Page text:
By the end of the first plane, from 4.5-6 years, the child can experience functional independence on a two wheeler bicycle and tying shoe laces. In emotional independence, the child experiences a big mental shift. The will becomes much stronger as a motivator. Every one of these conquests of independence builds self-esteem, a sense of competency. The child gains intellectual independence in writing and reading, as well as in the math skills of the four operations, memorization, and abstraction. Socially, the child can recognize their skills and their ability to use their individuality to help others in the community socially, to contribute to the needs of others in an empathetic way.

In the Second Plane, the child experiences an expansion of all the functional, physical skills, telling time, and planning. Intellectually, the child can use reading and writing as personal tools for intellectual conquest and using the tools for research. The child has abstracted the tools of math and the beginnings of algebra and geometry. With emotional independence, there is a widening circle of the "other". The child is beginning to make their own connections in their peer group, creating their own friendships. The child can use art and writing as tools for self-expression. Socially, the child has developed an independent understanding of ethics, the theoretical understanding of morality, the basic understanding of the laws that govern society, and finding their own place in history and society. The child takes great pleasure in the "if this, then that" rules for the organization of society. This allows the child to see themselves in the part of the interdependent whole of the cosmos.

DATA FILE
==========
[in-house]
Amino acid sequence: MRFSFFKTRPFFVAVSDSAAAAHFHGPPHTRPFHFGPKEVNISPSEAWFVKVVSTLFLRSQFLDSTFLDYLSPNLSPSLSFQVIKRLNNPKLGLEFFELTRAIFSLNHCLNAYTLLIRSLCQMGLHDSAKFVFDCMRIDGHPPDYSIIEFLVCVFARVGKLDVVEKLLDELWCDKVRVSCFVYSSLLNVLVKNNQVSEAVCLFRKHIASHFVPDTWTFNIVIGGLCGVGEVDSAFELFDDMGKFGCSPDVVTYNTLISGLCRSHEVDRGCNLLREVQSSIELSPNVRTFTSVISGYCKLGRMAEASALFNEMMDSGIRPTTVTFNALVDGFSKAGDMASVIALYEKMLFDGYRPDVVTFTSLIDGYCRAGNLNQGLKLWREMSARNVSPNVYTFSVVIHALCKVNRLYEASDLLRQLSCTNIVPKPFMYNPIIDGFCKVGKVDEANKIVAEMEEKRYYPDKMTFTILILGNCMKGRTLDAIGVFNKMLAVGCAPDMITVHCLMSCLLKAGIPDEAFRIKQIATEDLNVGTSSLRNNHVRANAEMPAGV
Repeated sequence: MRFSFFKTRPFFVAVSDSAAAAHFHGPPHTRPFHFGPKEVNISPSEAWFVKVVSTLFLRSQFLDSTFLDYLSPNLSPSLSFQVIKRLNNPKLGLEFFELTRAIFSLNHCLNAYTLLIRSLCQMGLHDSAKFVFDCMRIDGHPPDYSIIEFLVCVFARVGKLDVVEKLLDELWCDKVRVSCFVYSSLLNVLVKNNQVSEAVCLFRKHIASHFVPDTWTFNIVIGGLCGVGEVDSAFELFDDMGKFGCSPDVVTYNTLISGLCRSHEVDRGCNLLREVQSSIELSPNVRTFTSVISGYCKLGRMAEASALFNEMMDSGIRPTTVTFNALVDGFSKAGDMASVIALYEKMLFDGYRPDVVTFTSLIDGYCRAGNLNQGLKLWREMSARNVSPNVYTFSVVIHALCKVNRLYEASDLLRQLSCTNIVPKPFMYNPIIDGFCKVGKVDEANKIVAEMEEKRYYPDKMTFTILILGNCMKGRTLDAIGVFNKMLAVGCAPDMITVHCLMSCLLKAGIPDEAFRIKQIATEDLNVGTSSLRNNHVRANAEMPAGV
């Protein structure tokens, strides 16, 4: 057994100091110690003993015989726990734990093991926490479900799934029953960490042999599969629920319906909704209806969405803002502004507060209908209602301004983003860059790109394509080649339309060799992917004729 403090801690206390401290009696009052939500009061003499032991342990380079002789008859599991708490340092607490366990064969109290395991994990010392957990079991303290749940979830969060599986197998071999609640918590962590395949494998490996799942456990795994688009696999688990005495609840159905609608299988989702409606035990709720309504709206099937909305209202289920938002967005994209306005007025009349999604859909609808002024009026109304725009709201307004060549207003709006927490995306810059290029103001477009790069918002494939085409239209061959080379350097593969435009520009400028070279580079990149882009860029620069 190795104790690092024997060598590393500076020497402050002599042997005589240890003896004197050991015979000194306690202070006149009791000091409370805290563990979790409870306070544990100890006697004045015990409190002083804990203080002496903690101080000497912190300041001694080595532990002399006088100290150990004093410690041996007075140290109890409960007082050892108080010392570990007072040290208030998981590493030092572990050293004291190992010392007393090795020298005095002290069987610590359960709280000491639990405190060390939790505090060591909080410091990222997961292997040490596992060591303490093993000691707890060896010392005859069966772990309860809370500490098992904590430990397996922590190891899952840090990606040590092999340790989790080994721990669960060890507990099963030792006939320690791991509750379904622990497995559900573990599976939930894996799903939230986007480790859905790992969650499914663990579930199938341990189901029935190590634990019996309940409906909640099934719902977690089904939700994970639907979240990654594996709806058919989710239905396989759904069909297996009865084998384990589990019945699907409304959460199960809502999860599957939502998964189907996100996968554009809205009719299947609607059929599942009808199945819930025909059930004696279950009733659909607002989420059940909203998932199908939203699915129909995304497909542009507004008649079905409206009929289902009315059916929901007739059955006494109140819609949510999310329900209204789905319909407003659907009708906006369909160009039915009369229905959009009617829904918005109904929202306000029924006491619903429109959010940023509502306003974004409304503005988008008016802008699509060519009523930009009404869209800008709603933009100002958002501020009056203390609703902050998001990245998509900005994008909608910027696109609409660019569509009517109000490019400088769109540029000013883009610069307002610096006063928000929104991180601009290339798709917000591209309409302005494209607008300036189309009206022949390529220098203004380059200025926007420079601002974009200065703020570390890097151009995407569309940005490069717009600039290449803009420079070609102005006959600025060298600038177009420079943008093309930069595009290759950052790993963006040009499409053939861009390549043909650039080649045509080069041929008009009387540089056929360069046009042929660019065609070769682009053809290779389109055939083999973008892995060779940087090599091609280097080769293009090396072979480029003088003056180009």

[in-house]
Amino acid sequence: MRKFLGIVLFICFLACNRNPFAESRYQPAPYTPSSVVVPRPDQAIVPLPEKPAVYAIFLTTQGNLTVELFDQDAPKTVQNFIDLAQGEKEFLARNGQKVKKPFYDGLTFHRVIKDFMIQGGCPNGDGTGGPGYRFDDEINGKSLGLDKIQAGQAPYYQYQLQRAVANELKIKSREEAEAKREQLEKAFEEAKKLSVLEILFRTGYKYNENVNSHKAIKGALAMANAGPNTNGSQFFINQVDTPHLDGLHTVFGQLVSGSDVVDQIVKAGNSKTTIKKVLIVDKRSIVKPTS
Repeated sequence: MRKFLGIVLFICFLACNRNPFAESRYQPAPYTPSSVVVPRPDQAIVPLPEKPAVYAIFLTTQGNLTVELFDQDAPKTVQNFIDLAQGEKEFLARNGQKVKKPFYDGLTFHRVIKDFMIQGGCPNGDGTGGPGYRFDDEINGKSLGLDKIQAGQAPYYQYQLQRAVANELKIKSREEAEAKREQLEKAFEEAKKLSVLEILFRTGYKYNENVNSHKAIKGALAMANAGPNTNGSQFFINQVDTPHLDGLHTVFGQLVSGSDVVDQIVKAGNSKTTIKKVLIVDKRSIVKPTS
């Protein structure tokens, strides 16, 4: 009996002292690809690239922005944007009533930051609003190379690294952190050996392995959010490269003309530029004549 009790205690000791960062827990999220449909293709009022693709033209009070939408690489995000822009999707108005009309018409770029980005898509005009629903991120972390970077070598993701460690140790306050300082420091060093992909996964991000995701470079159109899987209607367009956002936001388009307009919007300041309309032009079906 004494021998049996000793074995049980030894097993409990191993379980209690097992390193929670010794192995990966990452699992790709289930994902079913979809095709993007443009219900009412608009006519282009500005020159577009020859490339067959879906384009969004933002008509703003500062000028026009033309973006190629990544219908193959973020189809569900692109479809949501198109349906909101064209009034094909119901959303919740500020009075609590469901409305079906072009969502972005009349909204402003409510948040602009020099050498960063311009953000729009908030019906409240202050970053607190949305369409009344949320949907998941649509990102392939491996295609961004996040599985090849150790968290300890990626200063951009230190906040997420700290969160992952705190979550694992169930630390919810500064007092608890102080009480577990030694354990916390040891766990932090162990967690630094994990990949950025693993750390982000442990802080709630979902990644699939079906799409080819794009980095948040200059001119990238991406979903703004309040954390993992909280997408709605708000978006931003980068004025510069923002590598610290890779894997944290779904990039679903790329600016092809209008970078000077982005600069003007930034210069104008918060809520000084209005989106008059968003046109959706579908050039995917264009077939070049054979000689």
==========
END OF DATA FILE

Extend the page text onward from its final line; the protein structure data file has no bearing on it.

In the Third Plane, the child experiences functional independence in learning to drive and beginning to understand the value of money. In intellectual independence, the child experiences the extension of planning, setting goals and creating a timeline for the goals. The child becomes interested in the organization of the world into trade, commerce, production, and exchange. Emotionally, the child has the work of managing their own feelings, sustaining and nurturing intimate relationships, and being strong enough in one's own ethos to stand against peer pressure. The child expands in social independence in responsibility and in the creation of their own philosophical ideals.

In the Fourth Plane, the adolescent child experiences functional independence in the conquest of economic independence, getting a home, job, and manage finances. The intellectual independence arises in becoming a lifelong learner, thinking about reality. Emotionally, the child gains a capacity to form and sustain a relationship, to choose a mate and start a family. Socially, the child gains the skill to choose a profession and take one's place in society. In a sense, we can divide these goals into various areas, but they are all so interdependent that we should consider these distinctions ways of breaking the areas of independence into pieces.

The Role of the Adult
The adult must provide the conditions for development toward independence. We remove obstacles in the environment and in ourselves, provide motives for activity, and allow expanding freedom. The environment and the activities available to the child must expand with the developing ability of the child. The nonmaterial part of the prepared environment is the child's sense of expanding freedom. Work, therefore, is the path to development. We work in collaboration with nature, because nature has its own timetable, and we support the child along that natural path.